Some governors ignore CDC advice on Thanksgiving gatherings
Coronavirus infections are ravaging South Dakota, where more than half of tests have come back positive for weeks. Yet Gov. Kristi Noem won't require masks or take other measures to curb the spread, including urging families to limit Thanksgiving gatherings.
Oklahoma Gov. Kevin Stitt said he'll attend a college football game over the weekend and spend the holiday with his parents, noting that, "Oklahomans should be with their loved ones over Thanksgiving.”
And in Tennessee, where hospital beds are filling up and some hospitals struggle to find enough nurses, Republican Gov. Bill Lee said he has no plans to impose restrictions, though he would “encourage Tennesseans to think hard” about celebrating together.
As the public health crisis spins out of control and hospitalizations and deaths soar, health experts have agonized for weeks over the potential for explosive virus spread from indoor celebrations. Yet several Republican governors in hard-hit states refuse to echo urgent pleas from the Centers for Disease Control and Prevention for Americans to stay home next Thursday.
“We know what will happen. We know that three to four weeks from Thanksgiving, we will see an exacerbation of the outbreaks,” said Dr. Georges Benjamin, executive director of the American Public Health Association, who called the governors' reluctance to impose restrictions or encourage people to stay home a “tragedy” motivated by politics.
The United States has had more than 11 million diagnosed infections and more than 253,000 deaths from the coronavirus since the start of the pandemic. And hospitals in many states are running out of beds and are short on nurses, including in the states where governors are reluctant to act.
“By not walking the talk .. I think they’re sending a very dangerous message to their citizens,” Benjamin said.
Yet some governors who for months echoed President Donald Trump’s criticism of measures to control the virus are now relenting, including North Dakota Gov. Doug Burgum, who recently ordered the use of masks statewide.
And Republican and Democratic governors from several Midwestern states issued a joint video urging people to say home for Thanksgiving and wear masks to slow the spread of the virus until a vaccine is widely available.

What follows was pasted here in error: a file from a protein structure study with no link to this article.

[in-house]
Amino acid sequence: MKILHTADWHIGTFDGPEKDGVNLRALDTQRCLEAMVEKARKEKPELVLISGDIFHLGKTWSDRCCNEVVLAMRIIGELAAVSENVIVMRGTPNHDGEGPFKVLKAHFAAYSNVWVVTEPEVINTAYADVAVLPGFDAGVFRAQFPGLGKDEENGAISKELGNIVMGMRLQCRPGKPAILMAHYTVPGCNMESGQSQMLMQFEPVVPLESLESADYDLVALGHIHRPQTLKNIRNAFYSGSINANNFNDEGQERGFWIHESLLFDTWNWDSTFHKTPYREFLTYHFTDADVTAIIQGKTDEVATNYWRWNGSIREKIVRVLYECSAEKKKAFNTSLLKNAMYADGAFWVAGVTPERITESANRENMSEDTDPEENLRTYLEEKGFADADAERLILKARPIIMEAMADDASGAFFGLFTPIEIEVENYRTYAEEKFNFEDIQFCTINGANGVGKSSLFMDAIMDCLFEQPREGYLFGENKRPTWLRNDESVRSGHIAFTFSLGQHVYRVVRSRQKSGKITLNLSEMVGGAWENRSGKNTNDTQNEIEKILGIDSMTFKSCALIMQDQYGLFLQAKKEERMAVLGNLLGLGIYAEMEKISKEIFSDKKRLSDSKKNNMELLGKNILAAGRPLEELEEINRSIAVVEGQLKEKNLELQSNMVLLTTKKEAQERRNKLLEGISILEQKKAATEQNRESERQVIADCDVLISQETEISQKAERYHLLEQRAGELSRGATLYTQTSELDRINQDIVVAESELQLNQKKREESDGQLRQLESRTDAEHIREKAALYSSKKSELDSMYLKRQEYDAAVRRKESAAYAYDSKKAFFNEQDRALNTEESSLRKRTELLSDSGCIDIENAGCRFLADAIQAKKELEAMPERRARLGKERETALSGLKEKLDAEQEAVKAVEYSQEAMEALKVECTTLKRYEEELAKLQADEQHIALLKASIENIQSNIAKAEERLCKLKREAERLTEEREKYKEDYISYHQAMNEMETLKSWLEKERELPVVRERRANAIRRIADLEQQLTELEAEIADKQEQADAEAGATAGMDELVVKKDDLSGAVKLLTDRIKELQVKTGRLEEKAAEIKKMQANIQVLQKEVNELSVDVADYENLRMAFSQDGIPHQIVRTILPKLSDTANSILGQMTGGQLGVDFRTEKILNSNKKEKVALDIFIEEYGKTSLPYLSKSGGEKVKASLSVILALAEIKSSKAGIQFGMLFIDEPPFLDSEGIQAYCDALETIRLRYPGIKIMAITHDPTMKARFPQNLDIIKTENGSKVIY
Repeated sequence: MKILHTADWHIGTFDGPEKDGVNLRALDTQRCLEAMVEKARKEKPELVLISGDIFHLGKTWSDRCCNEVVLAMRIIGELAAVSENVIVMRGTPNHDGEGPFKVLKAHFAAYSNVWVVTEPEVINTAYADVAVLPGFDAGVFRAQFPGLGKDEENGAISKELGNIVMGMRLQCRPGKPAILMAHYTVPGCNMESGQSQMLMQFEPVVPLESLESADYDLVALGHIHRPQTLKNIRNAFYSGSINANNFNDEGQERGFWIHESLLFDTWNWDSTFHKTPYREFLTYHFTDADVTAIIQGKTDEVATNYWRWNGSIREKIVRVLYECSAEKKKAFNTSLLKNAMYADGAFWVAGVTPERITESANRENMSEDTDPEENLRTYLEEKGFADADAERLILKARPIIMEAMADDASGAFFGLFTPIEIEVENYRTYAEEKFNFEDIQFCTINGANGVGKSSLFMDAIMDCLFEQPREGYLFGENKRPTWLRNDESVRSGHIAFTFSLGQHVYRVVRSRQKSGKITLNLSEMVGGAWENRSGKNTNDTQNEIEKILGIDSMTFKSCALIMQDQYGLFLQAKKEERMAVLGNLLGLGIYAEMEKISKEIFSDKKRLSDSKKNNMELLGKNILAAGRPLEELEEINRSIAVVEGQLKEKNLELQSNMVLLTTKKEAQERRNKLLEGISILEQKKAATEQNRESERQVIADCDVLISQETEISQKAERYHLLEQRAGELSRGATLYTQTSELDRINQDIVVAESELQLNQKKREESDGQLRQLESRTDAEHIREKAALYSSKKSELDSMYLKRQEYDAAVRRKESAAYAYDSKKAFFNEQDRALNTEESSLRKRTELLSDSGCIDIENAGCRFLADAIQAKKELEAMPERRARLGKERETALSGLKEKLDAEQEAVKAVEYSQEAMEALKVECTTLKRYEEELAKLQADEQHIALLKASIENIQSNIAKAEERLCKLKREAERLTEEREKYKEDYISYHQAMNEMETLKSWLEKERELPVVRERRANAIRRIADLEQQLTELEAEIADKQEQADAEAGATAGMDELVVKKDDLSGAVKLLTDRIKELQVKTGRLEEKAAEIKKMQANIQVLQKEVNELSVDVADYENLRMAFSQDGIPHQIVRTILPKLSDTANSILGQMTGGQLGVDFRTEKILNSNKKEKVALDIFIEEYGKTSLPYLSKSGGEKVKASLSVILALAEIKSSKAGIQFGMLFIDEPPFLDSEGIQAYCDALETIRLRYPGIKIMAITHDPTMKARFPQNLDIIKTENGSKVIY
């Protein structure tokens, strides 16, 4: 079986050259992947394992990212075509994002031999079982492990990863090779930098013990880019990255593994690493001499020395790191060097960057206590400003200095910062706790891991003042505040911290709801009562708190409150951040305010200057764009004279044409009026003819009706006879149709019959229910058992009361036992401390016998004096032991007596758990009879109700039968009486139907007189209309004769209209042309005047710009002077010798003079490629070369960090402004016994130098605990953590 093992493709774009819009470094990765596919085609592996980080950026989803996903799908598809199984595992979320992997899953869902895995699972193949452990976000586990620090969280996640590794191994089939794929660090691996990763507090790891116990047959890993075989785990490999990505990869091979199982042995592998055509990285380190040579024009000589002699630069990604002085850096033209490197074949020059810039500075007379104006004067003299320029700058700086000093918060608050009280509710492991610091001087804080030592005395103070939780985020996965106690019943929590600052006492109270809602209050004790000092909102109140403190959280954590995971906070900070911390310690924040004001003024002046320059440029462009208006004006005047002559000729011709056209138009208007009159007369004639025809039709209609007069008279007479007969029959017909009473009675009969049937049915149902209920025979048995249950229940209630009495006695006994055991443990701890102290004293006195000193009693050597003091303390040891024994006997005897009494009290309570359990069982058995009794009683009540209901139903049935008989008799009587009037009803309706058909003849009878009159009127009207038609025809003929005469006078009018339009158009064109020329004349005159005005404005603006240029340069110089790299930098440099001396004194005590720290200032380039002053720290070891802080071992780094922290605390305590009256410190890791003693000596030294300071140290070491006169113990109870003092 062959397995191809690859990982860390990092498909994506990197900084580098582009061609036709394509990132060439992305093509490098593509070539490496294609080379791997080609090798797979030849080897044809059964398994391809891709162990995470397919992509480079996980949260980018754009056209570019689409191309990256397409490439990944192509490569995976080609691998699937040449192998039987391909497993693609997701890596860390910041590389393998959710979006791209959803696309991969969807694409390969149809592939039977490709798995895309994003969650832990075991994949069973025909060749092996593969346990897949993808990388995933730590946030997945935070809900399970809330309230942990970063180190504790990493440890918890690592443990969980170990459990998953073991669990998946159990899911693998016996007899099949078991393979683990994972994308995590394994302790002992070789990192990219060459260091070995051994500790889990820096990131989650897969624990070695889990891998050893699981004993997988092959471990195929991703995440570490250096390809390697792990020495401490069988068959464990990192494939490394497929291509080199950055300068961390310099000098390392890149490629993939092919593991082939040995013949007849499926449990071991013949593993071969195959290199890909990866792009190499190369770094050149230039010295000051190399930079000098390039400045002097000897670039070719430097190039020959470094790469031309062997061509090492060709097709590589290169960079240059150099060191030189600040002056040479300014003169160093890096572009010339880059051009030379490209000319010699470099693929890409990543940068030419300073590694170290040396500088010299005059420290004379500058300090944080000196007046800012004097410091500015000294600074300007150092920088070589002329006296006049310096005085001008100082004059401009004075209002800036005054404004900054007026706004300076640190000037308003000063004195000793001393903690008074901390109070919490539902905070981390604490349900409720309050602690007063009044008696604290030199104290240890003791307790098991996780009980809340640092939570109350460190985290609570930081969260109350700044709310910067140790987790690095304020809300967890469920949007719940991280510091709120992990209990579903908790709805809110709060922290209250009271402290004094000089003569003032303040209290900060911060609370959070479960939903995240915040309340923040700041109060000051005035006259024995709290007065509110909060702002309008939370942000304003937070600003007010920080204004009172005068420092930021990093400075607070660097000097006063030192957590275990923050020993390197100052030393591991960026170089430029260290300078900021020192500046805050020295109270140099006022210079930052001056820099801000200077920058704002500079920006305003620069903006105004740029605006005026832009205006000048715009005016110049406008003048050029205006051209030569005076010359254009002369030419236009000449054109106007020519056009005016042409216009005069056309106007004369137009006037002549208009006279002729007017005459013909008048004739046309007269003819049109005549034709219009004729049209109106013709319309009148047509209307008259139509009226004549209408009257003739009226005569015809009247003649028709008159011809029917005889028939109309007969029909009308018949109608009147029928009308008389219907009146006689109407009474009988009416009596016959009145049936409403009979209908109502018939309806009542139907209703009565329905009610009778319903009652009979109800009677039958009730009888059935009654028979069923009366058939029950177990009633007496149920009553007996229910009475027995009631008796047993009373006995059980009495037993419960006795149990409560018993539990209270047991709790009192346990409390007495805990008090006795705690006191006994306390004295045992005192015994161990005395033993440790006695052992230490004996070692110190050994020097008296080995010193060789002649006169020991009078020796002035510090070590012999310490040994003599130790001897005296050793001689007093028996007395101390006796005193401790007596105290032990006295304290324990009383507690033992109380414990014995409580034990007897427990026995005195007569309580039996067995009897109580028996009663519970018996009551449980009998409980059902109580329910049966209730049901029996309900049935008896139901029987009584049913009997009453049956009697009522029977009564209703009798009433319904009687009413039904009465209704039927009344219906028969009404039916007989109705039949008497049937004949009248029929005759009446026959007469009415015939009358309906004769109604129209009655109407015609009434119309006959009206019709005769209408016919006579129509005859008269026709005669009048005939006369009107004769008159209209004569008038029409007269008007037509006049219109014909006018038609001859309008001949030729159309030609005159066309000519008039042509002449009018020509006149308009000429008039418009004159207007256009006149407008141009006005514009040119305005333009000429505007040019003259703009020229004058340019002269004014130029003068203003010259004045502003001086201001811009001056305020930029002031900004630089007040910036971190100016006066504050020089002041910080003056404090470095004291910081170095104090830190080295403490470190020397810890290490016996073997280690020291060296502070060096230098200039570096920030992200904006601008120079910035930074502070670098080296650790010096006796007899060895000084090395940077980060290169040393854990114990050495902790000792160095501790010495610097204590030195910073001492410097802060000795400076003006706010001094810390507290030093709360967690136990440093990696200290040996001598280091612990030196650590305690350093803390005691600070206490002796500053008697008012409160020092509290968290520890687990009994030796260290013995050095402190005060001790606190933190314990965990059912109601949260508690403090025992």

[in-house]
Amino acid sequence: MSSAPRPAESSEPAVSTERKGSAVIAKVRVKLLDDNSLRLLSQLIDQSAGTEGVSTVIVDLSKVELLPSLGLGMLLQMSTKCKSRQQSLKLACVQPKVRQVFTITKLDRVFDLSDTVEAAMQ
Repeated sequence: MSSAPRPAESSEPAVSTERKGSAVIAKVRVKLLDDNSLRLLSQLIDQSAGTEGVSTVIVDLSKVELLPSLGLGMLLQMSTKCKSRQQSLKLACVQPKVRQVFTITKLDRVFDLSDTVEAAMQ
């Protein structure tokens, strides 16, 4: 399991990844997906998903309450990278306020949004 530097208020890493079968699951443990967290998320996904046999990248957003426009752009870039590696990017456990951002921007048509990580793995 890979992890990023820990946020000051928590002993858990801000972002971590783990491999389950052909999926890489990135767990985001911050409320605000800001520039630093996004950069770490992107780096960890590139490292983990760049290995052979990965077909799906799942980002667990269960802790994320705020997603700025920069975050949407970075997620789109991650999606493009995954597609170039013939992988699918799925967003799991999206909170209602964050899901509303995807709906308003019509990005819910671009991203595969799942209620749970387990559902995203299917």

Ohio's Republican governor, Mike DeWine, and his wife, Fran, cancelled their annual Thanksgiving gathering at their farm in southwestern Ohio, saying it would be too risky for Fran DeWine's 94-year-old mother and two new grandchildren who are just days old.
Instead, they will celebrate with family via Zoom or FaceTime and deliver food or see family members from a distance as they pick up turkey, homemade rolls, pies and apple dumplings made by Fran DeWine.
Louisiana Gov. John Bel Edwards, a Democrat, is urging people to limit Thanksgiving gatherings, saying, "We ought to love our loved ones enough to not want to expose them to the dangers of COVID.”
And Michigan's Democratic governor, Gretchen Whitmer, who has weathered backlash from residents over business closures and mask orders, said she will spend time on Thanksgiving with extended family on Zoom rather than in-person, and urges others to do the same.
Still, some governors say they're counting on residents to make up their own minds, even as cases in their states soar.
Noem even appeared to criticize measures in other states in a statement Friday, saying, “We won’t stop or discourage you from thanking God and spending time together this Thanksgiving.”
She said smaller gatherings “may be smarter this year” and that anyone who’s sick or experiencing COVID-19 symptoms might want to stay home. CDC scientists believe that around 40% of people who are infected do not have obvious symptoms but can still spread the virus.
Iowa Gov. Kim Reynolds said it's a good idea to be especially mindful during Thanksgiving, but when asked her advice for people considering holding family gatherings she didn’t discourage them.
“Just be conscientious of your surroundings, who you’re bringing in and practice mitigation efforts,” said Reynolds, a Republican whose state has surpassed 200,000 confirmed COVID-19 infections. “But Iowans know what to do. They’ll do the right thing. They’re responsible.”
Webber reported from Fenton, Michigan. Associated Press writers David Eggert in Lansing, Michigan; Andrew Welsh-Huggins in Columbus, Ohio; Scott McFetridge in Des Moines, Iowa; Melinda Deslatte in Baton Rouge, Louisiana; and Kimberlee Kruesi in Nashville, Tenn., contributed to this report.